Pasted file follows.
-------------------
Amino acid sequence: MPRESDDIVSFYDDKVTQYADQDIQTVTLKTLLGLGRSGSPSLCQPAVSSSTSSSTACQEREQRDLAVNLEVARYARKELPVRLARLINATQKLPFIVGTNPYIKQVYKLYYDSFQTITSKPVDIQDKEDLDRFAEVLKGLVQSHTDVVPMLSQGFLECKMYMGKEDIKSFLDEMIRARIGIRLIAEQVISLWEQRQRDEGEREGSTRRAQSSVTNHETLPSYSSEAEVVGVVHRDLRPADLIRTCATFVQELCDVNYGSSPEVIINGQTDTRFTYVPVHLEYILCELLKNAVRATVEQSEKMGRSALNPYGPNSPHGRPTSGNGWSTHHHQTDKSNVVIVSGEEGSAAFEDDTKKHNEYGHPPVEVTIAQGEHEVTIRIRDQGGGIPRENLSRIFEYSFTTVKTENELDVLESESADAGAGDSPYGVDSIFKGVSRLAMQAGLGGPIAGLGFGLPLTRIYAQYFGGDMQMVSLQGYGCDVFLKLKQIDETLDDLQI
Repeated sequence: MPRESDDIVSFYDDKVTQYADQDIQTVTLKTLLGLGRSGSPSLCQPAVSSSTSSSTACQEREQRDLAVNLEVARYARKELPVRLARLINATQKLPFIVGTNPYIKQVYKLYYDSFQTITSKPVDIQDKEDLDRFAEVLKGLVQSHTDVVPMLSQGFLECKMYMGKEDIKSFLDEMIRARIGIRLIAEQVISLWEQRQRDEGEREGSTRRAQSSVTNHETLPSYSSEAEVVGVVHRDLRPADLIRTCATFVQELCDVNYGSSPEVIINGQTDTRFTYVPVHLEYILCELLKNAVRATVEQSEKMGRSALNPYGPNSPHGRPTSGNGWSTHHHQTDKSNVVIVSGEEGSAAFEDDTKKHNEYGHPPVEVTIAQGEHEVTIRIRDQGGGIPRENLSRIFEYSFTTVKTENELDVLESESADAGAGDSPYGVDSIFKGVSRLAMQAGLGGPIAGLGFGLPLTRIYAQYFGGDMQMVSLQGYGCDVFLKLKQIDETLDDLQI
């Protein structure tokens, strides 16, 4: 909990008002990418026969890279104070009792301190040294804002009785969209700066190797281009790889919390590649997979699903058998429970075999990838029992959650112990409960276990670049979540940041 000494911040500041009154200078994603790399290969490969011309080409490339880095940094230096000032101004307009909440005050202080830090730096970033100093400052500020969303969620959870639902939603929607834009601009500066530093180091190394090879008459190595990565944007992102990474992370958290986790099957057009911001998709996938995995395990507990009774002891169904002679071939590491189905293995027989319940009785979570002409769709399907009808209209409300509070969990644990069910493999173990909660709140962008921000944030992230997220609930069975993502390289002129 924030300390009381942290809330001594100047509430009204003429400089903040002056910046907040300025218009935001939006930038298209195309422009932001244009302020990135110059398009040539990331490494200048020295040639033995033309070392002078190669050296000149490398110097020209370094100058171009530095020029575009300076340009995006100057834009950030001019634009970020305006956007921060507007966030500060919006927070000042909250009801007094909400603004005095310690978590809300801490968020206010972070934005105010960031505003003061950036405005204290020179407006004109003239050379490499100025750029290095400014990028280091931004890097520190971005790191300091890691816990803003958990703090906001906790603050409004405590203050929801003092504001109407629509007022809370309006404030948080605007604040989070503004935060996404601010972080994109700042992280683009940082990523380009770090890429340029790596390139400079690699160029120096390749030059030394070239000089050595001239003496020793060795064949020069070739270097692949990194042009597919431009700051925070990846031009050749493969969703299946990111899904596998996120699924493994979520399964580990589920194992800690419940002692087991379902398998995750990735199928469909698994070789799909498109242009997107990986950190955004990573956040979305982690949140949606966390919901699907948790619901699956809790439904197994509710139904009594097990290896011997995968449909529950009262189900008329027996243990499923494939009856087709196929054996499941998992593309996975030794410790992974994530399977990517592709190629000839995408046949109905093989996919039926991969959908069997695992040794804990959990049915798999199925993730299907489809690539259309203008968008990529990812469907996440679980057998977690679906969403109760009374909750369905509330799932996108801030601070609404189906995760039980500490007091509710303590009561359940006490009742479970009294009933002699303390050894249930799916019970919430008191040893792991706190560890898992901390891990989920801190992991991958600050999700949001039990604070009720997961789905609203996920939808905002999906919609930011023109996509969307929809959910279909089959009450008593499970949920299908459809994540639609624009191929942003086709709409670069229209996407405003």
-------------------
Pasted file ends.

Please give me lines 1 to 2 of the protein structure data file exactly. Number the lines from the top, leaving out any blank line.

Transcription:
Amino acid sequence: MPRESDDIVSFYDDKVTQYADQDIQTVTLKTLLGLGRSGSPSLCQPAVSSSTSSSTACQEREQRDLAVNLEVARYARKELPVRLARLINATQKLPFIVGTNPYIKQVYKLYYDSFQTITSKPVDIQDKEDLDRFAEVLKGLVQSHTDVVPMLSQGFLECKMYMGKEDIKSFLDEMIRARIGIRLIAEQVISLWEQRQRDEGEREGSTRRAQSSVTNHETLPSYSSEAEVVGVVHRDLRPADLIRTCATFVQELCDVNYGSSPEVIINGQTDTRFTYVPVHLEYILCELLKNAVRATVEQSEKMGRSALNPYGPNSPHGRPTSGNGWSTHHHQTDKSNVVIVSGEEGSAAFEDDTKKHNEYGHPPVEVTIAQGEHEVTIRIRDQGGGIPRENLSRIFEYSFTTVKTENELDVLESESADAGAGDSPYGVDSIFKGVSRLAMQAGLGGPIAGLGFGLPLTRIYAQYFGGDMQMVSLQGYGCDVFLKLKQIDETLDDLQI
Repeated sequence: MPRESDDIVSFYDDKVTQYADQDIQTVTLKTLLGLGRSGSPSLCQPAVSSSTSSSTACQEREQRDLAVNLEVARYARKELPVRLARLINATQKLPFIVGTNPYIKQVYKLYYDSFQTITSKPVDIQDKEDLDRFAEVLKGLVQSHTDVVPMLSQGFLECKMYMGKEDIKSFLDEMIRARIGIRLIAEQVISLWEQRQRDEGEREGSTRRAQSSVTNHETLPSYSSEAEVVGVVHRDLRPADLIRTCATFVQELCDVNYGSSPEVIINGQTDTRFTYVPVHLEYILCELLKNAVRATVEQSEKMGRSALNPYGPNSPHGRPTSGNGWSTHHHQTDKSNVVIVSGEEGSAAFEDDTKKHNEYGHPPVEVTIAQGEHEVTIRIRDQGGGIPRENLSRIFEYSFTTVKTENELDVLESESADAGAGDSPYGVDSIFKGVSRLAMQAGLGGPIAGLGFGLPLTRIYAQYFGGDMQMVSLQGYGCDVFLKLKQIDETLDDLQI